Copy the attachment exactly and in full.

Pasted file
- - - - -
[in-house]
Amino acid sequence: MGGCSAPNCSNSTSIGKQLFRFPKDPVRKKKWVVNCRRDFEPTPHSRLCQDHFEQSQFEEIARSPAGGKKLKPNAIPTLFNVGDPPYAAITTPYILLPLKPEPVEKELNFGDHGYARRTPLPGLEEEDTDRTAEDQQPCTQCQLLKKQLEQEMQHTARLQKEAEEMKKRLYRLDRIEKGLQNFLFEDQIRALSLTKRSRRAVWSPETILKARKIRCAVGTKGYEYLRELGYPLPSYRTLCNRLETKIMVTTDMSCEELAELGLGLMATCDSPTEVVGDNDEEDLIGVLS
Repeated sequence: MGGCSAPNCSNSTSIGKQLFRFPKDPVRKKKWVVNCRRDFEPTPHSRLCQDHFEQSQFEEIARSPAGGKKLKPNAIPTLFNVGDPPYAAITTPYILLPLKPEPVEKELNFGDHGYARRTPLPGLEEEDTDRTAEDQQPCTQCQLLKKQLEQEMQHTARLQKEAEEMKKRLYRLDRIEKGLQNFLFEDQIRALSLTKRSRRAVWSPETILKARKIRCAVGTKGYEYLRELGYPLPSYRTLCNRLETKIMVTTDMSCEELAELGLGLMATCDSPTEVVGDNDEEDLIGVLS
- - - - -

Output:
[in-house]
Amino acid sequence: MGGCSAPNCSNSTSIGKQLFRFPKDPVRKKKWVVNCRRDFEPTPHSRLCQDHFEQSQFEEIARSPAGGKKLKPNAIPTLFNVGDPPYAAITTPYILLPLKPEPVEKELNFGDHGYARRTPLPGLEEEDTDRTAEDQQPCTQCQLLKKQLEQEMQHTARLQKEAEEMKKRLYRLDRIEKGLQNFLFEDQIRALSLTKRSRRAVWSPETILKARKIRCAVGTKGYEYLRELGYPLPSYRTLCNRLETKIMVTTDMSCEELAELGLGLMATCDSPTEVVGDNDEEDLIGVLS
Repeated sequence: MGGCSAPNCSNSTSIGKQLFRFPKDPVRKKKWVVNCRRDFEPTPHSRLCQDHFEQSQFEEIARSPAGGKKLKPNAIPTLFNVGDPPYAAITTPYILLPLKPEPVEKELNFGDHGYARRTPLPGLEEEDTDRTAEDQQPCTQCQLLKKQLEQEMQHTARLQKEAEEMKKRLYRLDRIEKGLQNFLFEDQIRALSLTKRSRRAVWSPETILKARKIRCAVGTKGYEYLRELGYPLPSYRTLCNRLETKIMVTTDMSCEELAELGLGLMATCDSPTEVVGDNDEEDLIGVLS